Abstract 13425: Nanoparticle-Mediated Monocyte-Selective Delivery of Pitavastatin Inhibits Monocyte Activation and Attenuates Plaque Destabilization and Rupture in ApoE-Deficient Mice
Background: Prevention of plaque destabilization and rupture is the most effective therapeutic strategy for acute coronary syndrome (ACS). Monocyte activation is suggested to play a critical role in the pathogenesis of ACS. However, there is no direct evidence for the cause-effect relation between monocyte activation and ACS. We tested the hypothesis that nanoparticle (NP)-mediated monocyte-selective delivery of pitavastatin (Pitava) inhibits monocyte activation, plaque destabilization, and rupture.
Methods and Results: We used a murine model of plaque destabilization and rupture in the brachiocephalic arteries of ApoE-deficient mice fed with high-fat diet and infused with angiotensin II. Adoptive transfer of thioglycollate-induced activated monocytes/macrophages increased serum markers of monocyte activation (MCP-1, M-CSF, and MMP-9), and enhanced plaque destabilization (fibrous cap thinning, macrophage infiltration) and rupture (Figure A). We then prepared bioabsorbable FITC-incorporated NPs, which were uptaken by CD11b+ monocytes and then delivered selectively into the target lesions (brachiocephalic arteries; arrows in Figure B) after intravenous injection. Treatment with Pitava-NP (weekly intravenous injection of 0.4 mg/kg pitavastatin for 4 weeks), but not that with FITC-NP or Pitava alone, reduced monocyte activation markers and inhibited plaque destabilization and rupture (Figure C). In contrast, oral daily administration of Pitava at 1 mg/kg per day for 4 weeks (total dose: 28 mg/kg) showed equivalent therapeutic effects as seen with Pitava-NP treatment (1.6 mg/kg).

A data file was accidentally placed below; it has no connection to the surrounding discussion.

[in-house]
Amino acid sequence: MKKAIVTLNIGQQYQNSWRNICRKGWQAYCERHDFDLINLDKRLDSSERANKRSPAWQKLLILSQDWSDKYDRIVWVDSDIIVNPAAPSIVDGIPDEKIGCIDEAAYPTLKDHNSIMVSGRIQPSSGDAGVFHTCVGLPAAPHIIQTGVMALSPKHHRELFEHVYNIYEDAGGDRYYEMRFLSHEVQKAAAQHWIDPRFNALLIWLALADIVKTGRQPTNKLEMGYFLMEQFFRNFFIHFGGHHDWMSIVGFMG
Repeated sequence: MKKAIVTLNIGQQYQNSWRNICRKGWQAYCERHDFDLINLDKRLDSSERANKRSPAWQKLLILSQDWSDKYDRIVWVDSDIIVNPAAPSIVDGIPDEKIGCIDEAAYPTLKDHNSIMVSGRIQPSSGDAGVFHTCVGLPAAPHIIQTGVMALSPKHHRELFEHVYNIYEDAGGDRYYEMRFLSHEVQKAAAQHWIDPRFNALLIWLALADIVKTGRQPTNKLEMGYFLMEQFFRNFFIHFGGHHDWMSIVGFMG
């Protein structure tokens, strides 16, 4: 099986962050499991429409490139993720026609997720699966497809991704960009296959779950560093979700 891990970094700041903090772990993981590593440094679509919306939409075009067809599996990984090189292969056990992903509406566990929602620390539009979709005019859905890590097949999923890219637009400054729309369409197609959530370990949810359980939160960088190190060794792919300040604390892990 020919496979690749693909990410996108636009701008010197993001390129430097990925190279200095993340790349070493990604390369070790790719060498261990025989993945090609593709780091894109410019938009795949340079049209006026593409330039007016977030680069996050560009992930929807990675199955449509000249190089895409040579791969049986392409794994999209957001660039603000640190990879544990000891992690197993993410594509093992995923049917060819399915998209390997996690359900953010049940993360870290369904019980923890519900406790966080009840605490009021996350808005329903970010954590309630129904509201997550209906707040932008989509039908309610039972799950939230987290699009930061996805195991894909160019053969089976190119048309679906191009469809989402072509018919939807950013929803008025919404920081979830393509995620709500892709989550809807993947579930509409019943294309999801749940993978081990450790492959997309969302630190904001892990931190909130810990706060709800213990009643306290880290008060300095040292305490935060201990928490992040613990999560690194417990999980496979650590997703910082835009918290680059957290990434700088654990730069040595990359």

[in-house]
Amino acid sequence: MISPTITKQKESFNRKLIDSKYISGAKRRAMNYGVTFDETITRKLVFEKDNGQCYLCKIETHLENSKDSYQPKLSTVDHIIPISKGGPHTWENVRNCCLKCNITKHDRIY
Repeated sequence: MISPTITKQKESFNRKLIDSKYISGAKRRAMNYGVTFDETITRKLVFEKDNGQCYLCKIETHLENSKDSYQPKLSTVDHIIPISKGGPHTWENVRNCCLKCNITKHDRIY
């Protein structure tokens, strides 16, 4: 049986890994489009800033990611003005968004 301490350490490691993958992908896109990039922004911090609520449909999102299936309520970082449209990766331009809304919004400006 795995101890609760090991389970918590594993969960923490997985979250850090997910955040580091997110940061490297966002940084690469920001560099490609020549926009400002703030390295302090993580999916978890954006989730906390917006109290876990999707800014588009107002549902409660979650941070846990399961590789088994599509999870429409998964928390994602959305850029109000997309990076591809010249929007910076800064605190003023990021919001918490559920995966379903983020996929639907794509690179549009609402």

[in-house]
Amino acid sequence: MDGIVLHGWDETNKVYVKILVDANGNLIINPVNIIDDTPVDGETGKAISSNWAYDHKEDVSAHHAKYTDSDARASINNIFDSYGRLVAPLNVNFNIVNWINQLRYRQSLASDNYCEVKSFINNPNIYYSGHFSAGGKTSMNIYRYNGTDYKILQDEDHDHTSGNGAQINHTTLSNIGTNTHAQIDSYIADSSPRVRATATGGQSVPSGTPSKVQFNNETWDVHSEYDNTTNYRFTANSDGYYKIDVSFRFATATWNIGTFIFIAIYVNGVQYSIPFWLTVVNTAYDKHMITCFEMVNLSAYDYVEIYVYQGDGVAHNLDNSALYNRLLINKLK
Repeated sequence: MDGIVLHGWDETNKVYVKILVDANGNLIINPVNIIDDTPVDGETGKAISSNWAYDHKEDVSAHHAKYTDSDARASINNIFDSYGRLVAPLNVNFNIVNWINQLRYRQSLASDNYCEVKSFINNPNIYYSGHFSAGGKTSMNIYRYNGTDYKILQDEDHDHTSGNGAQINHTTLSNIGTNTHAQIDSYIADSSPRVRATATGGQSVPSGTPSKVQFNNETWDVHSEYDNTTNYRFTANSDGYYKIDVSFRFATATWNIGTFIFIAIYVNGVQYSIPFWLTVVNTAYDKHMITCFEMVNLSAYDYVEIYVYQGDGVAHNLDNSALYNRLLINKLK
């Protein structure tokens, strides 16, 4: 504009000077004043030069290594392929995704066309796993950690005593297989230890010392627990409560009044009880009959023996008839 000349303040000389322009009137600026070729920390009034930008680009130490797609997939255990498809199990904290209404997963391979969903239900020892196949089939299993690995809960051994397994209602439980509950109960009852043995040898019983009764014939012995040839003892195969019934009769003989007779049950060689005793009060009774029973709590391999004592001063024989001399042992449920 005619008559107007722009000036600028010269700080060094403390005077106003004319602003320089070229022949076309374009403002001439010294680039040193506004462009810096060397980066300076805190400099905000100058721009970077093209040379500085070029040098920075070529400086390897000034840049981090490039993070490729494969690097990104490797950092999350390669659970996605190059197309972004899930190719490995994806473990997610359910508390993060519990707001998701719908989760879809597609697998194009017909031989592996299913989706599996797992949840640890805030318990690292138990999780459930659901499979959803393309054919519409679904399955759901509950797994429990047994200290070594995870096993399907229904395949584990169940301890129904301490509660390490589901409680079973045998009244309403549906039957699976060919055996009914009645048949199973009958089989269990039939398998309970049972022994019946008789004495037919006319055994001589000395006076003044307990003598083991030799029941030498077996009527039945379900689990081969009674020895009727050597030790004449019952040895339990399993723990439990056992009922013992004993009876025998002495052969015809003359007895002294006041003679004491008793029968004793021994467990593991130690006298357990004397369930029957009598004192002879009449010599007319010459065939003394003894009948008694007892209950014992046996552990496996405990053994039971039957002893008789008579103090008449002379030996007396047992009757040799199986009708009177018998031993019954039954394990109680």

Conclusion: This NP-mediated delivery of Pitava into atherosclerotic plaques was more effective in inhibiting monocyte activation and attenuating plaque destabilization and rupture compared with intravenous Pitava alone or systemic administration of Pitava in this model. This nanotechnology platform may be a new therapeutic strategy for ACS in future.
- © 2010 by American Heart Association, Inc.